This implementation leaves something to be desired I think. If one wants to avoid having to deal with the possibility of losing parameters collected within VT by accident (pressing “stop” or not punching before cycling back) then it seems to me the obvious choice is engaging “preview” mode or turning off “read”, in which case there’s no point to VT at all.
I’m with you J-S-Q,
I cannot think of a single time I’ve needed this in 28 years of mixing. I could possibly see some uses if you were doing a live broadcast. With all that said, listen to whatever Fredo says.
Sounds great. Except in Cubase if you locate the cursor outside of the automated area using ANY means - rewind, locate selection, move manually, loop, etc - all automated values will CHASE to the last value.
Using your example your track would be dead.
If you are before this automated area they will chase to “Start” values which are placed at the beginning of the project when you write automation anywhere. After the area they will chase the last automated value.
Which make the “Virgin Territories” function absolutely and totally useless. In fact it is just like normal automation except you have to move the cursor to chase. Don’t know about you but I move the cursor a lot.
Been writing about this since middle of last year:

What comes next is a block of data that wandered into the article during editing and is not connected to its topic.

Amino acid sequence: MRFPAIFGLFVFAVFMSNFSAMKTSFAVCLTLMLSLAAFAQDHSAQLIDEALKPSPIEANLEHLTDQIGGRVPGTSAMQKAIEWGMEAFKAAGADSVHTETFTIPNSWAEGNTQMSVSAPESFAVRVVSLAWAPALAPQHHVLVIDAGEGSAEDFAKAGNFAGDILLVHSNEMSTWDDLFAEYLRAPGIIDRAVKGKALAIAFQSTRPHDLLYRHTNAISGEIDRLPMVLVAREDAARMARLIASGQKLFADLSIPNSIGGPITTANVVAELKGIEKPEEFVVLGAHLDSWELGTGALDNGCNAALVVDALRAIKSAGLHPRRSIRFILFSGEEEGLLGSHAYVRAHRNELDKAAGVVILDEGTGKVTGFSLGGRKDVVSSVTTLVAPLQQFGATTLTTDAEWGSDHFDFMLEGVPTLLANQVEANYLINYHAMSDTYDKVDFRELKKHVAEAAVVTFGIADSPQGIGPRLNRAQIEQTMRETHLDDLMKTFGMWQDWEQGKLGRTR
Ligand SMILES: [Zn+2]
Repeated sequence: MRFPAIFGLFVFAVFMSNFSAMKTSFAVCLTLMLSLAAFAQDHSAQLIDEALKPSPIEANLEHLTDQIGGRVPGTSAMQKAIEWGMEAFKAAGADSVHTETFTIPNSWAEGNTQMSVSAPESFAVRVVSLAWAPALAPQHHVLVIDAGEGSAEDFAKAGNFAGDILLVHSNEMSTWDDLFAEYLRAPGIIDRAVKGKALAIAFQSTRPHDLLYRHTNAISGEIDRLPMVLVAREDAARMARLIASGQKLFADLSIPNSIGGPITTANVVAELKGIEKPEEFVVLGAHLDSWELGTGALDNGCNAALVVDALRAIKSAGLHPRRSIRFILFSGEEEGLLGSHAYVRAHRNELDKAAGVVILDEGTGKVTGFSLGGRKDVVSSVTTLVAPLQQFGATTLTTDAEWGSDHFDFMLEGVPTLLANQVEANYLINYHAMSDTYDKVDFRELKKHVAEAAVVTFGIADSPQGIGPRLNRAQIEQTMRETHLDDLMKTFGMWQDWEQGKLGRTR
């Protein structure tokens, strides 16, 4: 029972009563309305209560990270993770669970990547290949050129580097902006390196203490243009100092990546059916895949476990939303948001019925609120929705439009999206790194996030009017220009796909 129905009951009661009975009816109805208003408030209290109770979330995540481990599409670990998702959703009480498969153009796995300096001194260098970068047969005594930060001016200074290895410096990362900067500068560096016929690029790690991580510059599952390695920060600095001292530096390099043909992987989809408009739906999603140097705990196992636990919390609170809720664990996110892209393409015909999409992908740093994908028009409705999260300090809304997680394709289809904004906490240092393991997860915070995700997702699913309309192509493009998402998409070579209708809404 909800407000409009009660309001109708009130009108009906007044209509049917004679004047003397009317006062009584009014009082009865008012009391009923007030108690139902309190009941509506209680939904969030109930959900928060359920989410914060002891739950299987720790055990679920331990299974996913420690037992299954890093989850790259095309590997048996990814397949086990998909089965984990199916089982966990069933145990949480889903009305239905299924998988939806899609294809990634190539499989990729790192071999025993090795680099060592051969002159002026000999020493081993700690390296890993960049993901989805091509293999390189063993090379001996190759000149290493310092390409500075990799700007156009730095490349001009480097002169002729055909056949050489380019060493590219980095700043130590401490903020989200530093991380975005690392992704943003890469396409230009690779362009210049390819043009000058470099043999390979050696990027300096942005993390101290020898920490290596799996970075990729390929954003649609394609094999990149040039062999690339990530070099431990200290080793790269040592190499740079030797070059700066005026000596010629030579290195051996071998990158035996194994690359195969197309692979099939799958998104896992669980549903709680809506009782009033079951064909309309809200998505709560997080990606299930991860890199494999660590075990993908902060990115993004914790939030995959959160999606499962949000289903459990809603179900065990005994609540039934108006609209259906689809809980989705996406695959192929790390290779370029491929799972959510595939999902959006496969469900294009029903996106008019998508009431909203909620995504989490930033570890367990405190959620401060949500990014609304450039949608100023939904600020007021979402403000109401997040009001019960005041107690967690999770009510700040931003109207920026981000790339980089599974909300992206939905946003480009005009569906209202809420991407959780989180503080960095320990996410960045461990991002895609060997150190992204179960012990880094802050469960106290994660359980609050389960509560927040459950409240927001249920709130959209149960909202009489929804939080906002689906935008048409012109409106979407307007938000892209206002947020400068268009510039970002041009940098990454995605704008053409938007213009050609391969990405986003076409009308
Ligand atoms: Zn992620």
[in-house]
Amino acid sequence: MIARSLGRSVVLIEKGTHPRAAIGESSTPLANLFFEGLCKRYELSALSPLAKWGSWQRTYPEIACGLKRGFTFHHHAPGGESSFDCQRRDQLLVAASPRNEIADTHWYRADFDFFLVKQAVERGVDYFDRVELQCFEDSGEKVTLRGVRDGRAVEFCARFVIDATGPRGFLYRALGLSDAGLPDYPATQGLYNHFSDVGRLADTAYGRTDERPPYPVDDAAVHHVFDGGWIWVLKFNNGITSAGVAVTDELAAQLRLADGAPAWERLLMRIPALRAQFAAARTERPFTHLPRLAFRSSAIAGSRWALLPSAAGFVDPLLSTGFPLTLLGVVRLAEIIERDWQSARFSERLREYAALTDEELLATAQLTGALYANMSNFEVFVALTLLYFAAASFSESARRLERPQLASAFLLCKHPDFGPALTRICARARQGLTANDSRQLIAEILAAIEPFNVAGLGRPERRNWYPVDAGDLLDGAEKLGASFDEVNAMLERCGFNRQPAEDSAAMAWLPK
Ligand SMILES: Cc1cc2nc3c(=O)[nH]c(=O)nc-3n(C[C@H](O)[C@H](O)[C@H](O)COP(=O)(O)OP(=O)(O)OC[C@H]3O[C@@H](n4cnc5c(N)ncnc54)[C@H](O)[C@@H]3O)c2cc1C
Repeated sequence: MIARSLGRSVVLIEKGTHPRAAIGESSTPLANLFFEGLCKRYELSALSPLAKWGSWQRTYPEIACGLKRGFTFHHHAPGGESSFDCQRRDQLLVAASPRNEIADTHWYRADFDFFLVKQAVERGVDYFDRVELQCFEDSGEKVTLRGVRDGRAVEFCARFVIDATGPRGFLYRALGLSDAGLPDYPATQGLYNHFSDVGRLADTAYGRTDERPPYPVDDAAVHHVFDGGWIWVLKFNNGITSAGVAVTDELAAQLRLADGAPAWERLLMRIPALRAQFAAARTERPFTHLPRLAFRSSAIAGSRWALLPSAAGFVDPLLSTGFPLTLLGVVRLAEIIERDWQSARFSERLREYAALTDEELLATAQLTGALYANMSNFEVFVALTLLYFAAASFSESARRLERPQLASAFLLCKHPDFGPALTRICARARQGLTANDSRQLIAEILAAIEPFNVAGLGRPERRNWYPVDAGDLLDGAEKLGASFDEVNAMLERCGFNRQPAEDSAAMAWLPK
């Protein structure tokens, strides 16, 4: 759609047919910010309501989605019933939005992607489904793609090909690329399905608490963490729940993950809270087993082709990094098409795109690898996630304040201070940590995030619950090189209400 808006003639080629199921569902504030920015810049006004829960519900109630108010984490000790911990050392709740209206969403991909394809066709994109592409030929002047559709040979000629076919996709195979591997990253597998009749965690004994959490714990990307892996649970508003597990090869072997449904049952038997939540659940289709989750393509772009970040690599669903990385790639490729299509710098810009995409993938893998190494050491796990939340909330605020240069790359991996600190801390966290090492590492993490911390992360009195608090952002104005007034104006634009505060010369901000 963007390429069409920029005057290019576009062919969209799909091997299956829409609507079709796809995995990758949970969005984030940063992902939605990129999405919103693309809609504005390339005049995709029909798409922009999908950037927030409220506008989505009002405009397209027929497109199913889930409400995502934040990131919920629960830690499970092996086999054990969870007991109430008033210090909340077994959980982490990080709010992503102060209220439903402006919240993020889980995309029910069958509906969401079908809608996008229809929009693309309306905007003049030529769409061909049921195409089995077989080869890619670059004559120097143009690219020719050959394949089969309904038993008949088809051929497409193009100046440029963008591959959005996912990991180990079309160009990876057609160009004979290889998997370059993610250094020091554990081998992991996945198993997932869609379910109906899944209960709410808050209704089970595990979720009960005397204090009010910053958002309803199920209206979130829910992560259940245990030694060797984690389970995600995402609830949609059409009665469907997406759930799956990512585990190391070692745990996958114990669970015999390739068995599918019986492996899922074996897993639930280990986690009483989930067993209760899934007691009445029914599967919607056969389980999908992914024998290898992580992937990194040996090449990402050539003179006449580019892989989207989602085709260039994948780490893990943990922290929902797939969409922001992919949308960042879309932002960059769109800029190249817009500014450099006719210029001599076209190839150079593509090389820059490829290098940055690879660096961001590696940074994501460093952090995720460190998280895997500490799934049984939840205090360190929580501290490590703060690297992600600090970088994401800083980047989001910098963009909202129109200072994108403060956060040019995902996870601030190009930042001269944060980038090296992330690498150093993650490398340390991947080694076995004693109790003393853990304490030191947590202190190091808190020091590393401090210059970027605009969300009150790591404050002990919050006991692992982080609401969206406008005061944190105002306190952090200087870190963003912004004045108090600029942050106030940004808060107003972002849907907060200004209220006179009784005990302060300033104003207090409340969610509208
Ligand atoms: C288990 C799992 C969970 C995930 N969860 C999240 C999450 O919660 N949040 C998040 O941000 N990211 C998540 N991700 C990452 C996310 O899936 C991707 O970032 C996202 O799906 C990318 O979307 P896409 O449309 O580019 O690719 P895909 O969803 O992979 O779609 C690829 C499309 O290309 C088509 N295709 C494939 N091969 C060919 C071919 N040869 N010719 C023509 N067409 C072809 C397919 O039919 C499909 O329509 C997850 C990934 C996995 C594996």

Could you, Fredo, or perhaps someone else from Steinberg explain to me the value of this “Feature”?
Does it work differently in Nuendo?
Since it has not been fixed in months and no confirmation of an “Issue” I have to assume I’m missing it’s value . . .
Is there a “Chase Automation” option I’m missing?
Please enlighten me!
Cuabse has a different working automation than Nuendo. I can see that Virgin Territories in Cubase will behave completely different.
Look, I’m going not into that discussion anymore. I was in the discussion when the vast majority -if not all- Cubase users wanted their “old” automation system back, and I was in discussions when -after a while- some users saw the light and wanted the Nuendo automation in Cubase.
As Peter says, in Post, this is a very common feature.
I came looking for a thread explaining Virgin Territories as I thought it was completely useless to, but now thinking about it… here are some thought.
-Say you are mixing a track, and you have a group track that has it’s output set to an external fx rig like a delay which is then being printed back into the DAW. you have an intro if you have a particular fade in you have designed, and a particular intro that you have designed with fader automation, but you want the rest of the song to be free of automation so you can ride the fader automatically without writing automation or having to worry about it bouncing back to a "read’ level.
Except unless I’m missing something the level will “bounce back” to the previously written value (in your intro) as soon as you stop playback or loop back. That’s what’s not good about the implementation.
And it’s really not “Virgin Territories” because there ARE NO Virgin Territories.
You just don’t see an automation line . . .
After ANY Automation is written ANYWHERE the levels will snap to the next or previous value (depending on where you are in the project) throughout the entire project any time you locate the cursor using any method (Rewind, loop, manually, etc). Not sure if just “stop” does it.